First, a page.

popularity of s existence. The LPGA reports
attendance up 300 percent over a vear ajo
averaging 35,000 a tournament. g
What is the magic that Nancy weilds?
It isn't necessarily beauty or sex appeal
although she has both. Laura Baughis regarded as
prettier Australia's jan Stephenson sexifr. There
are golfers - JoAnne Carner, Sandra Palmer and
Jane Blalock, to name three . with equivalent skills
Nancy has something different. The late Babe
D.dnkson Zahaneas had it. Arnold Palmer has
Lee has it. It's an intangible quality that
chche specialist call charisma. She is nice as the
girl next door. She radiates natural warmth and a
bubbling personality. She can play the game. The
LI C-A should build a shrine to her-now
East Carolina's men s
track team will travel
to Gainesville to com-
pete in the prestigious
Honda Relays this week
end. The meet will
feature 1500 collegians
400 open amateur en-
tries and representatives
from 150 high schools
competing in a special
scholastic division.
Outstanding competi-
tors scheduled to be
involved include Olympi-
ans Harvey Glance of
Auburn, Edwin Moses,
Marty Liquori, Steve
Williams, and Dave Ro-
berts. Maryland's NC
AA champion hurdlei
Renaldo Nehemiah, high
jumper Franklin Jacobs,
and NCAA indoor high
jump record holder Jim
Pnngle will be there as
"We pulled out of
the Georgia Relays last
Saturday because the
temperature dropped
down to 40 with a high
wind chill factor com-
mented East Carolina
coach Bill Carson, "Flo-
rida has an outstanding
1501 S. Evans J
B-15, bomber, field, J
deck, flight, snorkel ?
J jackets. Back Packs. �
meet with warm weath-
er assured and we hope
to give it our best
Carson will enter the
440, 880 and mile relav
teams. Also competing
will be Russell Parker
in the high jump, and
Daryll McCoy in the
long jump, along with
Marvin Rankins and a
lentino Robinson in the
high hurdles.
E a -1 Carolina will
not compete in the
Atlantic Coast Relavs
this weekend in Raleigh
a- prei usl) scheduled.
Keep Redrow
tAADS shoe repair
New bather pocketbooks
belts, and belt buckles.
Shoes repaired to look
like new.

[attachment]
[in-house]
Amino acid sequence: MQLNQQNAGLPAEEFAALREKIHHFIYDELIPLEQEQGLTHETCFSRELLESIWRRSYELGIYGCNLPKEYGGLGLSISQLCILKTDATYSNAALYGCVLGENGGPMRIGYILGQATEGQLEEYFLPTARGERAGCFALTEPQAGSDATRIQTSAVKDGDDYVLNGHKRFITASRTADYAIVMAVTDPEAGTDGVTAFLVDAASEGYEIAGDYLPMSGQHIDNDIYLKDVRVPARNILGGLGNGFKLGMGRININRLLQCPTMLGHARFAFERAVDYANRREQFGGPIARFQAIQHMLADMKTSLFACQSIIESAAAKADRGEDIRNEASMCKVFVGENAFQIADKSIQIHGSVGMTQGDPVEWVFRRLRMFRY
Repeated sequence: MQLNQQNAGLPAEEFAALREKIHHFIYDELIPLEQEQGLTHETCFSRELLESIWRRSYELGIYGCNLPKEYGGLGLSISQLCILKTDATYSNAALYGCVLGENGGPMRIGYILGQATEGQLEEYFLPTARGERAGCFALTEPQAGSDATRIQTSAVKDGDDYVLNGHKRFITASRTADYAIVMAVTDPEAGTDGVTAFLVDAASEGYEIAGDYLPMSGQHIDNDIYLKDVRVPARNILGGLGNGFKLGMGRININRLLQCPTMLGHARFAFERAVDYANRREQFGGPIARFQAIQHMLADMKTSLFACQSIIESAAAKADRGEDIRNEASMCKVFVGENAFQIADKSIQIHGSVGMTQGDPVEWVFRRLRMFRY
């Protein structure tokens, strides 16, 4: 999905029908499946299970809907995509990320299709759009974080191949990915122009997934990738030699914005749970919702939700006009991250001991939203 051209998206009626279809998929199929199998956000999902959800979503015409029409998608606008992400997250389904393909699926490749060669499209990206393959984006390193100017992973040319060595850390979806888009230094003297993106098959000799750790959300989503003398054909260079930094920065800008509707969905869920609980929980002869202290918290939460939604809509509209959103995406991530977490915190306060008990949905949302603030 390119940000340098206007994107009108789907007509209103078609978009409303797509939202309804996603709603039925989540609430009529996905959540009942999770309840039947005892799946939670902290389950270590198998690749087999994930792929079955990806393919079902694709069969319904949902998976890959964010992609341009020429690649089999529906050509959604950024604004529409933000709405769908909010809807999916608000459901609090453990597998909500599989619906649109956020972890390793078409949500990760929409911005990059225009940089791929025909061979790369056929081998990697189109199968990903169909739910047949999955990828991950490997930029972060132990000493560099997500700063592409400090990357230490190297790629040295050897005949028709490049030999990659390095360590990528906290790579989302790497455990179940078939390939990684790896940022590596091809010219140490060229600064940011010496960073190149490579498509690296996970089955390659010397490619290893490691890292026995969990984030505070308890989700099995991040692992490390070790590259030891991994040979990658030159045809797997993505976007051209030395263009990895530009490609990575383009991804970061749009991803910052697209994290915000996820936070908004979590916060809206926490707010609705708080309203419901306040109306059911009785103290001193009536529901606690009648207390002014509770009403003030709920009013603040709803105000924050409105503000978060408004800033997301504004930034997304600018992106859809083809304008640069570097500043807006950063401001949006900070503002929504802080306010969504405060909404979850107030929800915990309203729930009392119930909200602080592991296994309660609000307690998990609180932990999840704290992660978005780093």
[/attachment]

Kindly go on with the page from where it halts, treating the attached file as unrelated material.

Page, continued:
II W. 4th St.
Downtown Greenville
30 to 40
This week only
At Barre , LTD
805 Dickinson Ave.
Greenville 752-5186
Saturday, March 31st
The return of
Don't forget Friday
(Formerly J.W. and the Crusaders)
APRIL 4, 1978
American Legion Building
��' A-yi-yy '
Advance Tickets
At the Door
mm "im
m. unl

J aMtyi

Fresh Tossed Salad, Short
Sandwich of your choice, ALL
the iced Tea you can drink
ONLY $1.99
Monday thru Friday
507 e. uth st. 758-7400
Cj '
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v�rl:X Gn'at STR0H'S SUDS
SEARCH official ended Friday
March 23, 1979. Laura and Louis
,Tr"JrukV detectiv� who found
'�� - ROHS beer bottle taped in
tne bell adjacent to Memorial Gym.
Bui despair not fellow beer seekers
You too can be the envy of your
neighborhood (like Laura & Louis)bv
participating in the SECOND GREAT
Late Wednesday night, under the
Sv"(of darkness, the second
MK()H bottle was hidden, but be
careful-we made it harder this time
Instead of a large, easily seen beer
bottle; we hid a 7 ounce pony bottle.
Attached is a certificate good for a
So stuff a six-pack of STROH'S into
your referigerator and ponder over
this clue:
Dittributed Locally By Hallow Ditt G
��� ���
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wu v�s

f L



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Hut- V.J iLA h- lfi.M
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'h 'SA

y -yuSn.y
1 'y' -yirr- �tTrSL
'���� .

Fountainhead, March 29, 1979
East Carolina's student-run campus newspaper was first published in 1923 as the East Carolina Teachers College News (1923-1925). It has been re-named as The Teco Echo (1925, 1926-1952), East Carolinian (1952-1969), Fountainhead (1969-1979), and The East Carolinian (1969, 1979-present). It includes local, state, national, and international stories with a focus on campus events.
March 29, 1979
Original Format
Local Identifier
Location of Original
University Archives